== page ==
Congressional Staff Discussion: U.S.-Venezuela Policy
By Lauren Pierce
March 12, 2007
Event: Congressional Staff Discussion: U.S.-Venezuela Policy
Location: Rayburn House Office Building
"We've unnecessarily contributed to strengthening [Venezuelan President Hugo] Chávez's position through a series of mistakes - and we continue to do it," said Michael Shifter of U.S. policy towards Venezuela.
Shifter, vice president for policy at the Inter-American Dialogue, met with members of the Dialogue's Congressional Staff Working Group on March 12 to discuss his recently published report, Hugo Chavez: A Test for U.S. Policy.
According to the report, the Bush administration's relations with Venezuela have been conducted in an ad hoc and reactionary manner. Shifter asserts that the U.S. government must instead develop a coherent, consistent policy towards the country. Engaging in tit-for-tat arguments with Chávez is counterproductive, said Shifter.
At the meeting, Shifter explained the various guidelines he has set forth in the report, including his recommendation that the Bush administration must exercise more restraint in its rhetoric regarding Chávez. In order to counter Chávez's influence in the region, Shifter emphasized that a positive, proactive "social agenda should be the centerpiece of U.S. policy toward the region." A strengthened U.S. presence and improved international image may be the best way to contain Chávez's reach and impact in the hemisphere.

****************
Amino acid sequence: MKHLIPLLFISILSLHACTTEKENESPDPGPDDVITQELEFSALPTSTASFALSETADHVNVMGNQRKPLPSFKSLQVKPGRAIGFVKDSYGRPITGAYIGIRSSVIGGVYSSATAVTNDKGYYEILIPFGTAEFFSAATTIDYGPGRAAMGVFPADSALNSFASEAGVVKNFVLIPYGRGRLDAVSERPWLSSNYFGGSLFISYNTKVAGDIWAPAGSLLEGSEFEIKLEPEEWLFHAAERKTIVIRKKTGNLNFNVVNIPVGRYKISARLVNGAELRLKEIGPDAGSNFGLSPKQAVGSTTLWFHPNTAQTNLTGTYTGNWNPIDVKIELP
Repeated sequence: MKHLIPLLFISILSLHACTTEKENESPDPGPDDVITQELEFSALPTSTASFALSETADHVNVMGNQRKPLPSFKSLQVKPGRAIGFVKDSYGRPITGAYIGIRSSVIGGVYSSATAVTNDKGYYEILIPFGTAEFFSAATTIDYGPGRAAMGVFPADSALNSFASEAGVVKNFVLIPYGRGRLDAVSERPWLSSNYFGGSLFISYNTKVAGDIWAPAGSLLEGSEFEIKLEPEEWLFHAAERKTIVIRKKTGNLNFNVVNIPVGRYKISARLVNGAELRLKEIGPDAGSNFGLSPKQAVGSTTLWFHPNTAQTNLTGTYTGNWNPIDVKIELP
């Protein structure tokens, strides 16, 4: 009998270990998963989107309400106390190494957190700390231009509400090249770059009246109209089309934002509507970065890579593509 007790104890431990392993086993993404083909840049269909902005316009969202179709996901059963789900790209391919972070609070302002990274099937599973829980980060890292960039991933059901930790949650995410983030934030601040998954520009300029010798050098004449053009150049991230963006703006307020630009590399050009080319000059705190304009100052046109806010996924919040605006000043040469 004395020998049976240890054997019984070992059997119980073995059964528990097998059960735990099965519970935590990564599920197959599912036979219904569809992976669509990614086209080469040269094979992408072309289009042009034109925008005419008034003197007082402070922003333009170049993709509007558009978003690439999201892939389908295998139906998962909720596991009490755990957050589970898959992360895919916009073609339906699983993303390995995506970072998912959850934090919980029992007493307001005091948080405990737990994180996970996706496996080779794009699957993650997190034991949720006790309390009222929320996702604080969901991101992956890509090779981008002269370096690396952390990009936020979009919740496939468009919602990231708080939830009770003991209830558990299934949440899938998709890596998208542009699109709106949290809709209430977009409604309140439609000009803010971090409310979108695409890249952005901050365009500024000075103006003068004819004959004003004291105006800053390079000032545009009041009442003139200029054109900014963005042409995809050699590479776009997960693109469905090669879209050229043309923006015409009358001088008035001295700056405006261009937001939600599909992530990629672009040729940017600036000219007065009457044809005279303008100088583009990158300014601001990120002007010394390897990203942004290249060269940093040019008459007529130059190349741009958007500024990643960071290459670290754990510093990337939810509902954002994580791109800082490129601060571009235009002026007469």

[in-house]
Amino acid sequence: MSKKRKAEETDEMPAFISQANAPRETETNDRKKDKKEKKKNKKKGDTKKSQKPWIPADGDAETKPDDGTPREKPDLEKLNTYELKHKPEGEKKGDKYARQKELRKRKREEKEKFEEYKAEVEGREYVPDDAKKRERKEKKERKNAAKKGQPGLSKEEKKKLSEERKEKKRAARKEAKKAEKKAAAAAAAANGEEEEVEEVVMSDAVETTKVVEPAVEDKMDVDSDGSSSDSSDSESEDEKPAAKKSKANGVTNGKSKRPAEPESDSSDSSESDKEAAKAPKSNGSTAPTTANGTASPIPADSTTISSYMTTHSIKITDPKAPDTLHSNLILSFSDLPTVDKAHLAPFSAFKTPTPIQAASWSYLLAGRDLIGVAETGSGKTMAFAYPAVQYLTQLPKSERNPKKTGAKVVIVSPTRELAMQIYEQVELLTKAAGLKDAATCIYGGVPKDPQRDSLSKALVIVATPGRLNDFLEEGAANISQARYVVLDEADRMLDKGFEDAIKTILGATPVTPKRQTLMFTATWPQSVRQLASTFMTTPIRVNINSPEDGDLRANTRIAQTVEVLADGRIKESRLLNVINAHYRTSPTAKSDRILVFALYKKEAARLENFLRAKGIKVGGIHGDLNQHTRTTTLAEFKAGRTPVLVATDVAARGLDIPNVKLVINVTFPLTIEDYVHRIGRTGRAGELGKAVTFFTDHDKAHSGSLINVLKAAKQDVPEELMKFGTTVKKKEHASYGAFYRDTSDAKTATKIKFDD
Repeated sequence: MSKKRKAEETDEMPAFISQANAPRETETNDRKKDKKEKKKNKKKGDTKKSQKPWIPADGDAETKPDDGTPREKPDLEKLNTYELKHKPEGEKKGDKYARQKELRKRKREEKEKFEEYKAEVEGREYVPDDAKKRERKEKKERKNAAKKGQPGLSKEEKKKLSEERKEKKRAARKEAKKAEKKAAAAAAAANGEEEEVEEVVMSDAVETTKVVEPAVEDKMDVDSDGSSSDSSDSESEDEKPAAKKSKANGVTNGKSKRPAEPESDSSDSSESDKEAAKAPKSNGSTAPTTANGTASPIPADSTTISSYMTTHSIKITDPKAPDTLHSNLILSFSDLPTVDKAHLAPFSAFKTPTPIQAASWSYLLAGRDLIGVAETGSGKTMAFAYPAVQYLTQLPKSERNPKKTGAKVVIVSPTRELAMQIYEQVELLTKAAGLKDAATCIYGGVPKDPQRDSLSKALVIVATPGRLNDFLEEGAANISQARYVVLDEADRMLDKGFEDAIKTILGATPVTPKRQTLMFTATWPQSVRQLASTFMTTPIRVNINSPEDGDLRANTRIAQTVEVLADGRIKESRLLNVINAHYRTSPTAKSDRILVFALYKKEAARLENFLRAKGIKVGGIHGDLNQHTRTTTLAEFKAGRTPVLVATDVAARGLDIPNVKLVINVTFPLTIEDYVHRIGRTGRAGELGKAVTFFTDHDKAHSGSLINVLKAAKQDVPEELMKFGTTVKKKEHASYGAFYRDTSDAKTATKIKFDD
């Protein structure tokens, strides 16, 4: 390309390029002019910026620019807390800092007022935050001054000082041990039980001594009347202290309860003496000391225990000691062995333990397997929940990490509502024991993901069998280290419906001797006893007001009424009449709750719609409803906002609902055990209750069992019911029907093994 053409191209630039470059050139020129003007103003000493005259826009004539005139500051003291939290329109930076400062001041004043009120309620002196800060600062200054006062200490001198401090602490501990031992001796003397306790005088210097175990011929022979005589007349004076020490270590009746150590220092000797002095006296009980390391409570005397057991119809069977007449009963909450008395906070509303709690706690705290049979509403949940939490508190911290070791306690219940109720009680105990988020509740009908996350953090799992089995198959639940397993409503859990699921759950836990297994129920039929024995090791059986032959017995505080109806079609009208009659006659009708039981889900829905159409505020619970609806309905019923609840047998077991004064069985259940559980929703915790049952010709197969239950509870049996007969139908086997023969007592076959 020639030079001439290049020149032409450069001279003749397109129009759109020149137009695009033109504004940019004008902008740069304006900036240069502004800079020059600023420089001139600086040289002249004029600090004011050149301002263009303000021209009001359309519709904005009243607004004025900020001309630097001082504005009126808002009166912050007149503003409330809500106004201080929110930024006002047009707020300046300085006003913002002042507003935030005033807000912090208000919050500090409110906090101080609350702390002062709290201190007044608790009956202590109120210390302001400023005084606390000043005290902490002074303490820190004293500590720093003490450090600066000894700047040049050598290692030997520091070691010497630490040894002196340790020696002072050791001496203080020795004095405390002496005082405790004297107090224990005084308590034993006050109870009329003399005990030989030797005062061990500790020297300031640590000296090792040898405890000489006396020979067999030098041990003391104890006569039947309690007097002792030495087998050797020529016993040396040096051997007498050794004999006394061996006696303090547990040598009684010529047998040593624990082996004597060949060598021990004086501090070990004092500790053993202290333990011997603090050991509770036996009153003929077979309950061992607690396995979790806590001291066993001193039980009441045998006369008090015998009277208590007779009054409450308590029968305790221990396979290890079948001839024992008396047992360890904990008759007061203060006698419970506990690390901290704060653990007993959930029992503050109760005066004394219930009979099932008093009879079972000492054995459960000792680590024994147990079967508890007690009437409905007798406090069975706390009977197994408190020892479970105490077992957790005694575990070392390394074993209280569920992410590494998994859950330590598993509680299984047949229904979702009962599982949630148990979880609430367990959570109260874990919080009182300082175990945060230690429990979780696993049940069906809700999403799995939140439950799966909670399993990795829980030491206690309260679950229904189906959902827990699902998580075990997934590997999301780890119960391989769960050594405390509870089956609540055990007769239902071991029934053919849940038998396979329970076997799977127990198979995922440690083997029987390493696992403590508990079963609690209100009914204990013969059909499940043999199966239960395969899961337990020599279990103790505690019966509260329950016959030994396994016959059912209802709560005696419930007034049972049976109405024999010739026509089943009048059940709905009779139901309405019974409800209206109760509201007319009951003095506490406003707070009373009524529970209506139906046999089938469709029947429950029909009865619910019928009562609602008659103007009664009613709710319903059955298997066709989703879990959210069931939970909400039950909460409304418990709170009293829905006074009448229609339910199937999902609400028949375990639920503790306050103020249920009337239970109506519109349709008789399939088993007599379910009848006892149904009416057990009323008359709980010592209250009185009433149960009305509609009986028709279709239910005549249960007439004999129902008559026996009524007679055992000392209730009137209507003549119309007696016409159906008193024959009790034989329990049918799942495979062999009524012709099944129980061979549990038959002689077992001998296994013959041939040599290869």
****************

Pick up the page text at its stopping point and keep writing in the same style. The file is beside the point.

Shifter added that while resources and aid are important components of this policy, more generous immigration and trade policies and support for infrastructure would also contribute towards a more favorable image of the United States in the hemisphere. Such measures would signal a greater intent to reduce poverty and promote equality and human rights.
Shifter warned that the United States should not have unrealistic expectations about building a 'united front' against Chávez in the hemisphere. "[Latin American governments] are not prepared to side openly with the United States," he explained. Nevertheless, the U.S. government can still work to better its alliances with Latin American leaders. Shifter cited Bush's energy partnership with President Lula of Brazil as one example.
Participants asked if such a shift in U.S. policy would represent "too little, too late," and if it would be more productive to wait for the next administration to deal effectively with Chávez. "Lots of costs pile up with time," Shifter responded. "It is better to try to reduce problems now."